In January 2016, youth from the Lesetlheng village, near Rustenburg, barricaded the road leading to the Sedibelo platinum mine, accusing it of not hiring locals. In May that year, Atok Mine management and Apel communities, in Limpopo, met to try to reach an amicable solution after protesters set several of the mine’s properties alight. In that same month, a stand-off ensued between Pilanesberg Platinum mineworkers and local community members over jobs, notes Lancaster.

In September 2016, residents from Ga-Malukane and Chaba Village blocked off the road at Witvinger that leads to Anglo American’s Mogalakwena platinum mine, in Limpopo, and set a truck alight, allegedly over unresolved mine promises. A year later, police requested that motorists find alternative routes after residents of Braakfontein informal settlement protested on the R104 road between Mooinooi and the Hartbeespoort dam, in the North West province, over a mine not employing locals.

Lancaster acknowledges that the 39 cases may not demonstrate the extent of the phenomenon, because “we capture instances of protest as reported in the media . . . so coverage is often uneven”.

Most recently, in June, nine residents of Ga-Pila were arrested for demanding to meet with the Mogalakwena mine CEO and, later that same month, residents of Dingleton, in the Northern Cape, accused Kumba Iron Ore of demolishing houses without proper authorisation and consultation. “There were running clashes between mine security, police and the community, which accused Kumba of using rubber bullets and violence to dispossess the legal inhabitants of Dingleton, in Kathu,” states Van Wyk.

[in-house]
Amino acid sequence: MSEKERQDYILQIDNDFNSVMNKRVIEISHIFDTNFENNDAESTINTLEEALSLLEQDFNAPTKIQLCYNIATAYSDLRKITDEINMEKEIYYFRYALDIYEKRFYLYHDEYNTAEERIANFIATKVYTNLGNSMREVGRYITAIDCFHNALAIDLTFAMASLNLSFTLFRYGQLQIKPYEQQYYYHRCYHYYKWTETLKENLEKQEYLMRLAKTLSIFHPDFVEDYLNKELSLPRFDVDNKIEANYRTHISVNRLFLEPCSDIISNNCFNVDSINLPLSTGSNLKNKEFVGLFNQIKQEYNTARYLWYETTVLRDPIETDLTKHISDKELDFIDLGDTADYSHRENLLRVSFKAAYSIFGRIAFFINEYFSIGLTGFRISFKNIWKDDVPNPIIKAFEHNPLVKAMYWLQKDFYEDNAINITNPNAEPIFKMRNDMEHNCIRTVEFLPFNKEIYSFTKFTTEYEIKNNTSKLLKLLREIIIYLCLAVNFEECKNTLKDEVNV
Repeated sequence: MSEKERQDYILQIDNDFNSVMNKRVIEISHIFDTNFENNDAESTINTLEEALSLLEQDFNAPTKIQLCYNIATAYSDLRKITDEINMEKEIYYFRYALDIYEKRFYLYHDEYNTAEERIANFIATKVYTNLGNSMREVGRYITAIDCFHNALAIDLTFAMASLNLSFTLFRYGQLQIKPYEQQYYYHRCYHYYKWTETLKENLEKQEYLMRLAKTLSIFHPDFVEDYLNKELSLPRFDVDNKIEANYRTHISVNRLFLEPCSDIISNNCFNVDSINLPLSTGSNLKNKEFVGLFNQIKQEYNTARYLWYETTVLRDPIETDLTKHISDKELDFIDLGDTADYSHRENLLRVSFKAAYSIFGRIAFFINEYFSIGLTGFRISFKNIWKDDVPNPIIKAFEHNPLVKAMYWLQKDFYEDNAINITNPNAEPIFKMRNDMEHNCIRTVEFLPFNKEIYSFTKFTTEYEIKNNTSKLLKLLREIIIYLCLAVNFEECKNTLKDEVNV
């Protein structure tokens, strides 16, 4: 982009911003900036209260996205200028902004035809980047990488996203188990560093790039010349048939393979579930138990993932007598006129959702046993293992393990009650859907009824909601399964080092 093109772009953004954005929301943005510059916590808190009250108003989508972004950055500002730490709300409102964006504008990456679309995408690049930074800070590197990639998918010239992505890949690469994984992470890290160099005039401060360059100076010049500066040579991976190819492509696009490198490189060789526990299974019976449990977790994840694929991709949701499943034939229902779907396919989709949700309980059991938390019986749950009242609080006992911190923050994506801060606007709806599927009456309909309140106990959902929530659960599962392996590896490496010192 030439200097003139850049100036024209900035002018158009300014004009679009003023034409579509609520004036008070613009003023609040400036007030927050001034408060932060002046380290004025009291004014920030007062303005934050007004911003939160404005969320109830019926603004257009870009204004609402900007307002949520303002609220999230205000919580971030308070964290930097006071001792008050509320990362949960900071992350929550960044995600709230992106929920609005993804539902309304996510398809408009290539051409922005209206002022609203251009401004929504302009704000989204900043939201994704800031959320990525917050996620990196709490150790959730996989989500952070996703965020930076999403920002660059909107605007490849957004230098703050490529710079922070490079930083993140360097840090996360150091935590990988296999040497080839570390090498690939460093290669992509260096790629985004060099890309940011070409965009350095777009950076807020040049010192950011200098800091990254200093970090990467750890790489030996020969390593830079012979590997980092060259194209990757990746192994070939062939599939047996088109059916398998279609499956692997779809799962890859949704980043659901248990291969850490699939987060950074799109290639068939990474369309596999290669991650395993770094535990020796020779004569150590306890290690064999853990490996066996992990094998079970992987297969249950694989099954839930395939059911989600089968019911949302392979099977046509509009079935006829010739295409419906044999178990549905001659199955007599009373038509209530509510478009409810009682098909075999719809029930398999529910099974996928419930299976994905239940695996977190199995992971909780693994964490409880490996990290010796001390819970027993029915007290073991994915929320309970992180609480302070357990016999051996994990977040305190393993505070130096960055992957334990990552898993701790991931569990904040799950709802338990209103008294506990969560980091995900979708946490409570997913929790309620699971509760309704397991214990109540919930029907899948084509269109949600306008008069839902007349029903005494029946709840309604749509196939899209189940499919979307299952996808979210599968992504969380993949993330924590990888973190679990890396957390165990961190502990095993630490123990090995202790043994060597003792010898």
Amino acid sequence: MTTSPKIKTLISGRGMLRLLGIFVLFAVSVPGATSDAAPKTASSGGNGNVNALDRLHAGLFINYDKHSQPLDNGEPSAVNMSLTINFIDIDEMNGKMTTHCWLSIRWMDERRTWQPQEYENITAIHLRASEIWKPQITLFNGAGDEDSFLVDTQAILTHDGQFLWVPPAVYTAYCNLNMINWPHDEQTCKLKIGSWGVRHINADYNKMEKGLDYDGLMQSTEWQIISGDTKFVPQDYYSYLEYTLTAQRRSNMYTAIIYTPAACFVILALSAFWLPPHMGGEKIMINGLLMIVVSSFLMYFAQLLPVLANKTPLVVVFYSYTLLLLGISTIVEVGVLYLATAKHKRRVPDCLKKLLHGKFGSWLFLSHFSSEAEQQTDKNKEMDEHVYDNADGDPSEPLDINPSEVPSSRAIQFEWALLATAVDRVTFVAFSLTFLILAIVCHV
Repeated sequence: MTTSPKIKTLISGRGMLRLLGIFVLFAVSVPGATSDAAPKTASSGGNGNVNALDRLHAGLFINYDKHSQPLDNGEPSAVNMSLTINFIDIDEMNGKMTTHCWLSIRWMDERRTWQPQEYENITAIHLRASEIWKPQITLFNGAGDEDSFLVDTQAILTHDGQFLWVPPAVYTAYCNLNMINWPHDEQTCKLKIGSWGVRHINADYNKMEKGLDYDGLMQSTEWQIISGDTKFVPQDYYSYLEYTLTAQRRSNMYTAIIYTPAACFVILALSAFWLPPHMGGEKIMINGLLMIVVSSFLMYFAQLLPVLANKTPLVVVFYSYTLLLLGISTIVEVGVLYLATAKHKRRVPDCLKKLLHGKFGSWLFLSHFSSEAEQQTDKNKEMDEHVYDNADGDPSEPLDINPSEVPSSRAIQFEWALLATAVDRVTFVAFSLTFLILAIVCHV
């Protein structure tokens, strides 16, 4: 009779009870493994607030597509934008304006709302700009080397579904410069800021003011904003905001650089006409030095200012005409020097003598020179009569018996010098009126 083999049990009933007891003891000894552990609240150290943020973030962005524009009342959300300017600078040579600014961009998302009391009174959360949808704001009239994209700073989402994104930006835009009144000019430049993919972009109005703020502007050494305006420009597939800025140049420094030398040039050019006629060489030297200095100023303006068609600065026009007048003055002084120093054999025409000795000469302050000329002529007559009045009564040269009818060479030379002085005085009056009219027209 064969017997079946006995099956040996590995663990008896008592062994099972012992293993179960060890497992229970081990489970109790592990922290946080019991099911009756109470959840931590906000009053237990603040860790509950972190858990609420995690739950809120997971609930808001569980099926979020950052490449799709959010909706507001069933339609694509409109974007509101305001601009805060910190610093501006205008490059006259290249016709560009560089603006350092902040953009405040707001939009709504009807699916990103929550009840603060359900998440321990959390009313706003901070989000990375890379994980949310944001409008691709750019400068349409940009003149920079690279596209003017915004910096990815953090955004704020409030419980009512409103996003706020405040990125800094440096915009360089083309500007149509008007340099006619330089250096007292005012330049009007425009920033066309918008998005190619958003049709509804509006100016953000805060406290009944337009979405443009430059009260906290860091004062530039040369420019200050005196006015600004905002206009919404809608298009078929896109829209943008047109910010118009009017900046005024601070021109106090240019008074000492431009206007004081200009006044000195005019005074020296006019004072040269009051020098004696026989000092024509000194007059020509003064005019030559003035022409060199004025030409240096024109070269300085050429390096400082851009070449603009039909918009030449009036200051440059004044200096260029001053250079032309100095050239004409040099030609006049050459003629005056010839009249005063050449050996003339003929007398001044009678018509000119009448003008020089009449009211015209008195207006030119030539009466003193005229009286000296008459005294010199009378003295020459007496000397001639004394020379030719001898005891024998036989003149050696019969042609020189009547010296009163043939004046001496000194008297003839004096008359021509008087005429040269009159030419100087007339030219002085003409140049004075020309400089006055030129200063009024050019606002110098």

At least one mining company is acutely aware of a seeming increase in community dissent. In April, Anglo American Platinum (Amplats) told Reuters that the platinum belt had experienced about 400 social unrest incidents between June 2016 and March 2018. Earlier that month, six workers were burnt to death when a mine-operated bus was petrol-bombed near its operations in Limpopo. Amplats added that, apart from the bus incident, there were at least 55 other recorded acts of violence.

Later that month, Mining Weekly reported that Anglo American Thermal Coal South Africa CEO July Ndlovu warned delegates at the 2018 Coalsafe conference, held in April, that the industry had to deal with community uprisings or “risk facing another Marikana”.

At the time, Ndlovu noted that, in the three months preceeding the conference, five Thermal Coal employees were threatened by community members while on their way to work. He also cited increased stoppages throughout the local mining industry because of “organised, well-resourced community protests”.

Lancaster says the reasons for the seeming rise in violent mine-related protests are very complex, as “more communities are fighting to gain agency and a voice to be heard not only by government but all organisations they perceive to wield power in their area”.

She notes that, as with most protests, communities are protesting against inequality in terms of rights and economic power, adding that it is a struggle to gain the socioeconomic rights promised and protected by the Constitution.

Ndlovu believes that this perceived inequality leads to frustration, which has resulted in a disenfranchised public that the mining industry is ill-equipped to deal with.